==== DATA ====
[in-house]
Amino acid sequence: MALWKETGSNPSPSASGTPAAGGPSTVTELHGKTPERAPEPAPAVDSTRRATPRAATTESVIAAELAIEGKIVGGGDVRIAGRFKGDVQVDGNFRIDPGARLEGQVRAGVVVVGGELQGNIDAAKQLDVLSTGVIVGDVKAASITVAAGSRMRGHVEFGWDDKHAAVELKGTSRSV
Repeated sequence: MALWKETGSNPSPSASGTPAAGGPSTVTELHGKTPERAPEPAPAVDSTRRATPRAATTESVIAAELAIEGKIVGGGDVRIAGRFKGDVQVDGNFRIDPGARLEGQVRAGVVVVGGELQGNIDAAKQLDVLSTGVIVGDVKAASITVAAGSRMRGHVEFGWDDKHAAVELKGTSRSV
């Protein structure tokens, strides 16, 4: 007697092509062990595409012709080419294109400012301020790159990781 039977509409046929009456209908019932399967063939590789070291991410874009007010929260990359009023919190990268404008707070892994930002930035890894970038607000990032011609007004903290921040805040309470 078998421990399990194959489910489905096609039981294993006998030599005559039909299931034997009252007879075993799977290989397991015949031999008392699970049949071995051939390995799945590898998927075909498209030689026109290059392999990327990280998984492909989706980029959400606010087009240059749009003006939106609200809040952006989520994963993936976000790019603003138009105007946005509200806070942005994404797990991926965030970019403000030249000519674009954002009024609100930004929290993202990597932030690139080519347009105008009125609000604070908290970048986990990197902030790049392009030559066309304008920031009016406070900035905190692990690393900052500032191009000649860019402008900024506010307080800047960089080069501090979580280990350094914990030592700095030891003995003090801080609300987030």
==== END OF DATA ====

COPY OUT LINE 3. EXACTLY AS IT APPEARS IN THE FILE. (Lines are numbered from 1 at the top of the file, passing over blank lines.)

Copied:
Repeated sequence: MALWKETGSNPSPSASGTPAAGGPSTVTELHGKTPERAPEPAPAVDSTRRATPRAATTESVIAAELAIEGKIVGGGDVRIAGRFKGDVQVDGNFRIDPGARLEGQVRAGVVVVGGELQGNIDAAKQLDVLSTGVIVGDVKAASITVAAGSRMRGHVEFGWDDKHAAVELKGTSRSV